Organization of data is also of great importance in the development of the thesis. As soon as the outlines of a thesis begin to form, the student should meet with his or her adviser to try to determine the logical divisions of the topic. In this process, the student should decide which elements should be given prominence and which elements should be placed in subordinate positions, as well as what order the various aspects should be treated. The student should make a tentative outline in the early stages of research and discuss that outline with his or her adviser. As research and writing progresses, the student should test and redraft the outline. Doing these preliminary steps is important to organizing the unfolding project so that students save time and energy for writing.

The actual job of writing is often difficult to get underway without a clear view of how the thesis is going to develop. The best way for students to overcome this problem is to start writing without giving too much consideration to style or length. In the first draft, they should strive to put facts and ideas on paper in a logical order as indicated by the outline. A preliminary draft of the entire thesis is absolutely essential, and most honors students find an intermediary draft helpful. Many students need a third draft before getting their ideas and conclusions effectively organized and expressed. If the introductory sections cause trouble, the student should put them aside and undertake the substance of the thesis, because often problems clarify themselves in the process of composition. Only with a preliminary draft, no matter how awkward, can students achieve a clear, vigorous, objective, logically argued, and well-written final version.

All through the composition process, students should meet regularly with their advisers not only to discuss ideas, organization, drafts, and writing issues, but also to checkpoint on the project’s progress. Once the writing process has begun, students often provide their advisers with sections of their theses to read and to analyze in advance of their scheduled conferences. When students and advisers meet, they frequently discuss avenues for enhancing the student’s arguments that result in revisions of the student’s drafts. When revising their theses, students should avoid the common error of substituting the rearrangement of existing material for the rethinking of the positions expressed in the paper. Revision typically requires rethinking, not just reorganization.

Students should protect their intellectual and time investments in their thesis projects by practicing safe data management practices. Students composing their theses on a word processor should always keep at least one back-up copy of their work-in-progress on a separate disk. If students work outside their rooms or homes, emailing a copy of the draft to a reliable friend or family member for backup can further prevent loss of work.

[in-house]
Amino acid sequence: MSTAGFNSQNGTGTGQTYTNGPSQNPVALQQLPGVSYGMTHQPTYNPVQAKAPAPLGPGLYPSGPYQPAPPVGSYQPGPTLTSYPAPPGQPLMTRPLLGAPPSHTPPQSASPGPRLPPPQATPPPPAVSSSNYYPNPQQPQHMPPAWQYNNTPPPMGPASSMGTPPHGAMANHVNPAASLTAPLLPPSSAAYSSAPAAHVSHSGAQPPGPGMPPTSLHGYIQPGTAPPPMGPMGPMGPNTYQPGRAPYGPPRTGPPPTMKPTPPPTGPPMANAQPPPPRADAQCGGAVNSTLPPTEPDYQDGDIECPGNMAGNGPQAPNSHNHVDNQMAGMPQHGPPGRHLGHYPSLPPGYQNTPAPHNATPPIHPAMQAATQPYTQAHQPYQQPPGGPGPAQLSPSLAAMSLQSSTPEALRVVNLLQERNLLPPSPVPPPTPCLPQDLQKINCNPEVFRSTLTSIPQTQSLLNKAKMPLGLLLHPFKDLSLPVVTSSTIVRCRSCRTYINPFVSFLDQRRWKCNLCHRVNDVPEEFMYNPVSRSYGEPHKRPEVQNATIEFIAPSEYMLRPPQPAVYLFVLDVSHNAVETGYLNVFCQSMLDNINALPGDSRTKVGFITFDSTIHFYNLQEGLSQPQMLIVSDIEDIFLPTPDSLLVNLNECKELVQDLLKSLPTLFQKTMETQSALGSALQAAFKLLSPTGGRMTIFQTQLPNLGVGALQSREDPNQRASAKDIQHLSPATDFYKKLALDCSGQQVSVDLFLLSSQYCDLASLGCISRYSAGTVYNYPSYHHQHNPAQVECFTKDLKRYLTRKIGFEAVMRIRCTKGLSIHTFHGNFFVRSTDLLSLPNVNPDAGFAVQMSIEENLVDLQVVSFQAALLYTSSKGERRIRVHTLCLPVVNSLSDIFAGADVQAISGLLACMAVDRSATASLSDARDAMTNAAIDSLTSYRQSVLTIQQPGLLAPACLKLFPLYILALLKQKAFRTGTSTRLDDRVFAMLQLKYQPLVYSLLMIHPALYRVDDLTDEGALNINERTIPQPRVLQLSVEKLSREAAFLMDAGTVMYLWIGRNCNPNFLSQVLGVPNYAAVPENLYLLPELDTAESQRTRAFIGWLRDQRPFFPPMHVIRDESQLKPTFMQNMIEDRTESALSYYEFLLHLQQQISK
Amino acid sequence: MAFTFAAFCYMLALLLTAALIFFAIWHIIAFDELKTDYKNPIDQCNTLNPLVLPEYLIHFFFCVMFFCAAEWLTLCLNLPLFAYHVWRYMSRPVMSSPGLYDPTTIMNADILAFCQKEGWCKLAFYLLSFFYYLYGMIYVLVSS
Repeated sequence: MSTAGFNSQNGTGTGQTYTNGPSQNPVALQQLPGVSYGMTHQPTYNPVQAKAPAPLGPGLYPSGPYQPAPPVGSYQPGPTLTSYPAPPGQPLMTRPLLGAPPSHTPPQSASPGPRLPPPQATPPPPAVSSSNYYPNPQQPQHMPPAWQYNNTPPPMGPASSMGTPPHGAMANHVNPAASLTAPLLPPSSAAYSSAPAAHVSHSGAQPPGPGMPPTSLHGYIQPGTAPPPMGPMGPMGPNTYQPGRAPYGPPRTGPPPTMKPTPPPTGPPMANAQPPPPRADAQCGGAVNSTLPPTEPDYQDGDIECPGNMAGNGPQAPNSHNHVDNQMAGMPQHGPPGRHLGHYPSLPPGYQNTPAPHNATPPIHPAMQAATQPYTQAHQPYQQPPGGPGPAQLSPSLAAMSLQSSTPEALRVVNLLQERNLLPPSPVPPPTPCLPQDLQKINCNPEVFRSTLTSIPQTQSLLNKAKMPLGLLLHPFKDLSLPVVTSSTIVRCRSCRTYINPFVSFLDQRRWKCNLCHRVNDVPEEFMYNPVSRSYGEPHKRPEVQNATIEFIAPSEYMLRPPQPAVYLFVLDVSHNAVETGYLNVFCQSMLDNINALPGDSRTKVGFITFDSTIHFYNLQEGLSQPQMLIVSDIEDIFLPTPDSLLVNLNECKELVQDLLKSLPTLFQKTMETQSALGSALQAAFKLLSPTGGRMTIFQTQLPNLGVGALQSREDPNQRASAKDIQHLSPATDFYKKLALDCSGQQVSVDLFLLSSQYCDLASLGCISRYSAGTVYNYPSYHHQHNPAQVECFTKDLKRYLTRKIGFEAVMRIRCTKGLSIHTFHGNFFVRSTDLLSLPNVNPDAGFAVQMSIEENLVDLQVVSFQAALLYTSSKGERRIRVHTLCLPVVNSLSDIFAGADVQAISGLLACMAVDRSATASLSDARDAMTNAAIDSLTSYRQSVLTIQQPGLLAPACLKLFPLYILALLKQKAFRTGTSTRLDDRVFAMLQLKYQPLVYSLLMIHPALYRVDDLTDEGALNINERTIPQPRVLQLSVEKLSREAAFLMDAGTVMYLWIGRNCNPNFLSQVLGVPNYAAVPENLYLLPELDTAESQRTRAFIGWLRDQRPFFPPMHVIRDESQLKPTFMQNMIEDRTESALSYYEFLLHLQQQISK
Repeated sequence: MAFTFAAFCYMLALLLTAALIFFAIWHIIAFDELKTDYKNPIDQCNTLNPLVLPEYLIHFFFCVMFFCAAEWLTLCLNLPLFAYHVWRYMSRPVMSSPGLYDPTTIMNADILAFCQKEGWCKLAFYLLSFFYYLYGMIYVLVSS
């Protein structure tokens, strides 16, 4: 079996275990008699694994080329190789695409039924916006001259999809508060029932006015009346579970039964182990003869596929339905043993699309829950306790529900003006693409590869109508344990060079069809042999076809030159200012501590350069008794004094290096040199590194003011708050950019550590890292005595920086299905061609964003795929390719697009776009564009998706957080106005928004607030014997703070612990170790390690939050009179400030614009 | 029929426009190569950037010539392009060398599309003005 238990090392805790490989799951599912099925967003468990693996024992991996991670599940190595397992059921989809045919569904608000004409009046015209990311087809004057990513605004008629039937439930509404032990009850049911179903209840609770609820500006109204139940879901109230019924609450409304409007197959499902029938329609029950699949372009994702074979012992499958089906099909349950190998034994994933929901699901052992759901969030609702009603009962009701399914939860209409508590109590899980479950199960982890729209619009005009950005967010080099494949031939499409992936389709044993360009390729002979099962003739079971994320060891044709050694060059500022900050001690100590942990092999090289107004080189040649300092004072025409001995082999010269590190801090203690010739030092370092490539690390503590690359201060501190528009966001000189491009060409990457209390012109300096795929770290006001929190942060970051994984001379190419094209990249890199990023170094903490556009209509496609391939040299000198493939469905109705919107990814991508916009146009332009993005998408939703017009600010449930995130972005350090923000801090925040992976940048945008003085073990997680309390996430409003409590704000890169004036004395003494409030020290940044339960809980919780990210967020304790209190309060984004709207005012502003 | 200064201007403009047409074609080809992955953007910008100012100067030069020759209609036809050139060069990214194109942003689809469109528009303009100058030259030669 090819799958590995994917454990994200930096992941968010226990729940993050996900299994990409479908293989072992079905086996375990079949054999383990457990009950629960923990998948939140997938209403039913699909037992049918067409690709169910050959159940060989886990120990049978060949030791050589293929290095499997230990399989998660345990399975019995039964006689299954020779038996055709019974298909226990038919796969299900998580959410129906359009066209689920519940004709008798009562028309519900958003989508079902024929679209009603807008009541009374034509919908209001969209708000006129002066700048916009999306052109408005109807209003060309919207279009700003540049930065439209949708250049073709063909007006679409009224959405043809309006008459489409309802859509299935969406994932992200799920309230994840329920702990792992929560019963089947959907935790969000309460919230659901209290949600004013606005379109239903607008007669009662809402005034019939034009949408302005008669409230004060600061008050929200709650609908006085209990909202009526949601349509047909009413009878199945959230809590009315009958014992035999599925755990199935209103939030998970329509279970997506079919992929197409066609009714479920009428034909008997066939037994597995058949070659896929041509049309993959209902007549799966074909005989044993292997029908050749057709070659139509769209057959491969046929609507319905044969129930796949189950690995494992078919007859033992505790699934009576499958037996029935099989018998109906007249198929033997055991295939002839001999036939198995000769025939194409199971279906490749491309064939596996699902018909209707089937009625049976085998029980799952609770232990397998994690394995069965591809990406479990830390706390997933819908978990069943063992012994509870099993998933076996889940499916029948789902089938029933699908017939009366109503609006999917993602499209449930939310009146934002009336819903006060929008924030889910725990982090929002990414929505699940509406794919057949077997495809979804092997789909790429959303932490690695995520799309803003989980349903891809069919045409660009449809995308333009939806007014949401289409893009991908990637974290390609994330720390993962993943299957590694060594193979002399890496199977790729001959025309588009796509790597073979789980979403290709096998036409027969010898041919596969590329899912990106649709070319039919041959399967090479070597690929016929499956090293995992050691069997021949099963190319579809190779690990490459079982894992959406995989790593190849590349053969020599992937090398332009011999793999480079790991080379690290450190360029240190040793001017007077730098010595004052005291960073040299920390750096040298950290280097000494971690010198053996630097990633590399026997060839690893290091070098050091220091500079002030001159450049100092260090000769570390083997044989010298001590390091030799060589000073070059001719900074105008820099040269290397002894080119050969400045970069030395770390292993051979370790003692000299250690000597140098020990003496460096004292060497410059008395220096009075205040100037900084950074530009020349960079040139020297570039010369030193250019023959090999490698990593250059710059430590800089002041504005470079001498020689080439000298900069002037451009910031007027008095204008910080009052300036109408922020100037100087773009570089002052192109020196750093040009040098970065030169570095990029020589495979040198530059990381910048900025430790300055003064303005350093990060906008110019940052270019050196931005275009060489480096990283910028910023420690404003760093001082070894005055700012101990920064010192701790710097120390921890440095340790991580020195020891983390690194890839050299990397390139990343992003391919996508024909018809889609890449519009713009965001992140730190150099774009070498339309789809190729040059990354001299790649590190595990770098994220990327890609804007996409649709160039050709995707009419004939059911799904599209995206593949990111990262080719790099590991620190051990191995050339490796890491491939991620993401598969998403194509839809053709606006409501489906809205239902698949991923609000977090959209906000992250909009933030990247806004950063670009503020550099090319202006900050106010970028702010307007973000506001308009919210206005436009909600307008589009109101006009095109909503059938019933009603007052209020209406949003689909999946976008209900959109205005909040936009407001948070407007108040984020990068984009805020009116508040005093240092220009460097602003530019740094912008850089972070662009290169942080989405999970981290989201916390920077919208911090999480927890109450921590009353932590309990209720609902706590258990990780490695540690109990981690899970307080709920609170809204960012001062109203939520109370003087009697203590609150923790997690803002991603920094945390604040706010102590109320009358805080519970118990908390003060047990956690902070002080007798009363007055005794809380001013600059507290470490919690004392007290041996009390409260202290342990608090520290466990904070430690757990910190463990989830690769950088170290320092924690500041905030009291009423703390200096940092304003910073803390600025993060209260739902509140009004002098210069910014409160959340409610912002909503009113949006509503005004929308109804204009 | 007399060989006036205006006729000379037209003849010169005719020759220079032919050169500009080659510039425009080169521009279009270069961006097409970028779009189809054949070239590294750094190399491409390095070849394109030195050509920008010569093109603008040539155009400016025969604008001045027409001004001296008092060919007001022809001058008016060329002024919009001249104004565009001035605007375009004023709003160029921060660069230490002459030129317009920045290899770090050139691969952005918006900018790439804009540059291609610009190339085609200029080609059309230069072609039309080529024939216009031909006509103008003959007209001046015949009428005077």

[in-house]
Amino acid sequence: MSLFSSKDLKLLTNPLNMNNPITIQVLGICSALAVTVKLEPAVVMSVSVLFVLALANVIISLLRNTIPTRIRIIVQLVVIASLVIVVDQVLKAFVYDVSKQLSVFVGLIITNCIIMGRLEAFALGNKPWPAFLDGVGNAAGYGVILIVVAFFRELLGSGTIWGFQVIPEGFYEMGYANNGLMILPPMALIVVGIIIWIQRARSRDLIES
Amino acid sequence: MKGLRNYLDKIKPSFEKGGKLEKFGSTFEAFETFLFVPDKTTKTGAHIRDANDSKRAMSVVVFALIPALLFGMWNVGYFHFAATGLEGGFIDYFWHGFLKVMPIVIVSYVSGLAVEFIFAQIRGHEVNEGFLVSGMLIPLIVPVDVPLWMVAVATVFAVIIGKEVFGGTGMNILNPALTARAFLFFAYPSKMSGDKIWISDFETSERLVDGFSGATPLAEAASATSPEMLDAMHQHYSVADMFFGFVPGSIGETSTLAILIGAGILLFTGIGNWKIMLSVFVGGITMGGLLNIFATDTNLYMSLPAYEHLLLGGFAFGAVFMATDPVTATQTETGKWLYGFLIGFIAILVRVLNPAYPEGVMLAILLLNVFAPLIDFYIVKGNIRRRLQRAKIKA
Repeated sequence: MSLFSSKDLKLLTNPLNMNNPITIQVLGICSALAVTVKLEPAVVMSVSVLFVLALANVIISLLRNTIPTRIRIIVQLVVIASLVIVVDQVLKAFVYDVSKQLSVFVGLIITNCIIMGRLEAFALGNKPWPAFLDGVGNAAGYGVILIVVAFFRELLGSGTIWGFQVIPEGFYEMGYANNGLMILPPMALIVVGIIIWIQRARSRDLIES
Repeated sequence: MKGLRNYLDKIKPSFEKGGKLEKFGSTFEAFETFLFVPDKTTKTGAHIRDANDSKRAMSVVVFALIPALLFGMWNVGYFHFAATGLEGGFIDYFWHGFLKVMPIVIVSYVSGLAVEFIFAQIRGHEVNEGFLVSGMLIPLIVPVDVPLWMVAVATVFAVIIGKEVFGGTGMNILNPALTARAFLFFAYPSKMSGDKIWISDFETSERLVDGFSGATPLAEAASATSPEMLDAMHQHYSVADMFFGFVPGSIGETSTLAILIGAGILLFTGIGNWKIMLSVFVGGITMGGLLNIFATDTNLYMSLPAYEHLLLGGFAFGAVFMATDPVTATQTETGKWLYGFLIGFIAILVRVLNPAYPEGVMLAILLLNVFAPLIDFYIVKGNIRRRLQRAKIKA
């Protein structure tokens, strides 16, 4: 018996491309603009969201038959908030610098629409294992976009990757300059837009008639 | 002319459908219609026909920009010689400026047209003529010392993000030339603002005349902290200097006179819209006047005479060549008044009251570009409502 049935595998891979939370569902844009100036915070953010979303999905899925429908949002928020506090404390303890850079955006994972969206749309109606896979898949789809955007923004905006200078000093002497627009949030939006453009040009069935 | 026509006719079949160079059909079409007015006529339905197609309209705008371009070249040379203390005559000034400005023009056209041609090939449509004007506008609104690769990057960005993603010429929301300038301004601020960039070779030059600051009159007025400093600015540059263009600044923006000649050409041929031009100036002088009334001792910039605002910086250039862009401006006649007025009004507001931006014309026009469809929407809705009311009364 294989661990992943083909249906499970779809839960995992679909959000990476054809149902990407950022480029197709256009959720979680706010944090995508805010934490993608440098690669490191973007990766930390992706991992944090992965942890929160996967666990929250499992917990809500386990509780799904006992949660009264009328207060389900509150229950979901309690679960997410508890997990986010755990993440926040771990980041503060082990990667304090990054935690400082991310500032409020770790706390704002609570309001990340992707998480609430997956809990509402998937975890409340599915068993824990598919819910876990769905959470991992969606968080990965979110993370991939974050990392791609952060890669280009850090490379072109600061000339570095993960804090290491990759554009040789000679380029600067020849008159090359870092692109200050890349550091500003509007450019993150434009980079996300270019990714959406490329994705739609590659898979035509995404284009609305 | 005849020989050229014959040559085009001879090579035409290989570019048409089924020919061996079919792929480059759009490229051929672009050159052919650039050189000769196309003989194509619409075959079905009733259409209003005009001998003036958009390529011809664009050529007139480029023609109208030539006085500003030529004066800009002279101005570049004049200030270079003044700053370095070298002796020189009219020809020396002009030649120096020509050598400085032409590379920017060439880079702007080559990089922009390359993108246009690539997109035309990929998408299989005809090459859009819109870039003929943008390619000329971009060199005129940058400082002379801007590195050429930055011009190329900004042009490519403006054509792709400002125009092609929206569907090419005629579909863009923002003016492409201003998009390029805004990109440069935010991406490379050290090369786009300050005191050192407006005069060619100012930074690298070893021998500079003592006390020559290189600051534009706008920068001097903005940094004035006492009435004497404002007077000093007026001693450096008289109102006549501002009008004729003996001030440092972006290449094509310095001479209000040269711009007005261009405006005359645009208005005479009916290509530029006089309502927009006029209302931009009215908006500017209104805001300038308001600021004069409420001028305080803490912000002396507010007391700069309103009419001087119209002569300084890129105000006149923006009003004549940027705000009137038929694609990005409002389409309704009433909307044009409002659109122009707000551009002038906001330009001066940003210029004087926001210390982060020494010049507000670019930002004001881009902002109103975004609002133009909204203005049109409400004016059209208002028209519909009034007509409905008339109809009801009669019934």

A final word of caution: the thesis must be the student's own work. To take data, knowledge, interpretation, organization, or phraseology from another without full acknowledgement is a punishable act of plagiarism. The student must cite all ideas and data that are not common knowledge in correct MLA format (see the MLA: Handbook for Writers of Research Papers). The paper's conclusion should synthesize the student's original contribution to existing knowledge in the field.

Anatomy of the Thesis

A thesis is not a term paper. In the process of completing a thesis, the student will do a thorough investigation of background literature/research (referred to as a “Review of Literature,” a “Bibliographic Essay,” or simply “Background”) related to the chosen thesis question and mode of inquiry. This portion of the thesis resembles what is typically thought of as a “term paper.” However, a thesis goes far beyond the requirements of a term paper in that it involves original inquiry or creative activity of some kind. In general, every thesis project requires that the student:

  • explain clearly the rationale behind the project and its significance;
  • review thoroughly the research/thinking that has already been done relative to the particular issue of interest;
  • explain the methodology behind the inquiry or creative activity;
  • carry out some inquiry or creative activity that has not been done before; and
  • publish the results of the inquiry or creative activity.

All English Departmental Honors Theses require:

  • Title Page
  • Signature Page
  • [Table of Contents]
  • Abstract
  • Works Cited in MLA Format

Format for most of these items is described in the Senior Thesis Format Guidelines.

An English thesis might proceed through:

  • Introduction and statement of thesis focus
  • Description of theoretical mode or framework
  • Preliminary review of relevant research/secondary sources
  • Original analysis/research integrated with relevant criticism
  • Conclusion